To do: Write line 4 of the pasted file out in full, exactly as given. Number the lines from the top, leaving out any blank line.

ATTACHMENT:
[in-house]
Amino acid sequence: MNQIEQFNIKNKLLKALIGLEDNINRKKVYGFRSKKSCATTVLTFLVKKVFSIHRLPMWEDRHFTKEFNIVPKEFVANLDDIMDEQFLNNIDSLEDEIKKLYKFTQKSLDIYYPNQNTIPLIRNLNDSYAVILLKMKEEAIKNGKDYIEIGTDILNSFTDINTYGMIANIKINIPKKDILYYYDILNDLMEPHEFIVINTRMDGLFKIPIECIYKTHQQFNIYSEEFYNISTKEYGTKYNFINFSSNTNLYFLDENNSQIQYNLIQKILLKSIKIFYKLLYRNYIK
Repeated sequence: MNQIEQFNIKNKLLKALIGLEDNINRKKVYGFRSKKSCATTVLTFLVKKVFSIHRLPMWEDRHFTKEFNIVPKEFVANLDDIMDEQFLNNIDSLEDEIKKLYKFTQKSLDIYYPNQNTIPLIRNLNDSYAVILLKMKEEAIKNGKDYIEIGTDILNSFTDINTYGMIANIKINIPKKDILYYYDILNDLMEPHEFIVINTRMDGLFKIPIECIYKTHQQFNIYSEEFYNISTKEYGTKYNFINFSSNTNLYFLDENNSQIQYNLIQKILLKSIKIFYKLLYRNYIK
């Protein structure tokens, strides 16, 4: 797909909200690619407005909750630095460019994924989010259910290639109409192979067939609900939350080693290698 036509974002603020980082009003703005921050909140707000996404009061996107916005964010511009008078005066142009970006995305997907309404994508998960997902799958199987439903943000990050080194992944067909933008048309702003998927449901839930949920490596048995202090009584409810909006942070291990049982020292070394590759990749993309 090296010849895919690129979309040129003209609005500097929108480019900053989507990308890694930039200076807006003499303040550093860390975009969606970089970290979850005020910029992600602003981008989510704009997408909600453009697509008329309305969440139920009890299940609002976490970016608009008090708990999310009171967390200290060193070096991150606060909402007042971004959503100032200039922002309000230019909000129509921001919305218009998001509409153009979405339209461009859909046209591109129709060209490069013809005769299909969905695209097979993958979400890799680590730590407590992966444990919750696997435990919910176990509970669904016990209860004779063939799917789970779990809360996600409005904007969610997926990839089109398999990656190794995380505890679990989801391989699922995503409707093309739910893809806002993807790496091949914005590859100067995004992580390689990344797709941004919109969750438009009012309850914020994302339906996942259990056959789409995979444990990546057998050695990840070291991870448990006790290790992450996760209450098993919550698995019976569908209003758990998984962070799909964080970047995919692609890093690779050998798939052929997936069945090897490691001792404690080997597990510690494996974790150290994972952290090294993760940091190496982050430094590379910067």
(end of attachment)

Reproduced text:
């Protein structure tokens, strides 16, 4: 797909909200690619407005909750630095460019994924989010259910290639109409192979067939609900939350080693290698 036509974002603020980082009003703005921050909140707000996404009061996107916005964010511009008078005066142009970006995305997907309404994508998960997902799958199987439903943000990050080194992944067909933008048309702003998927449901839930949920490596048995202090009584409810909006942070291990049982020292070394590759990749993309 090296010849895919690129979309040129003209609005500097929108480019900053989507990308890694930039200076807006003499303040550093860390975009969606970089970290979850005020910029992600602003981008989510704009997408909600453009697509008329309305969440139920009890299940609002976490970016608009008090708990999310009171967390200290060193070096991150606060909402007042971004959503100032200039922002309000230019909000129509921001919305218009998001509409153009979405339209461009859909046209591109129709060209490069013809005769299909969905695209097979993958979400890799680590730590407590992966444990919750696997435990919910176990509970669904016990209860004779063939799917789970779990809360996600409005904007969610997926990839089109398999990656190794995380505890679990989801391989699922995503409707093309739910893809806002993807790496091949914005590859100067995004992580390689990344797709941004919109969750438009009012309850914020994302339906996942259990056959789409995979444990990546057998050695990840070291991870448990006790290790992450996760209450098993919550698995019976569908209003758990998984962070799909964080970047995919692609890093690779050998798939052929997936069945090897490691001792404690080997597990510690494996974790150290994972952290090294993760940091190496982050430094590379910067």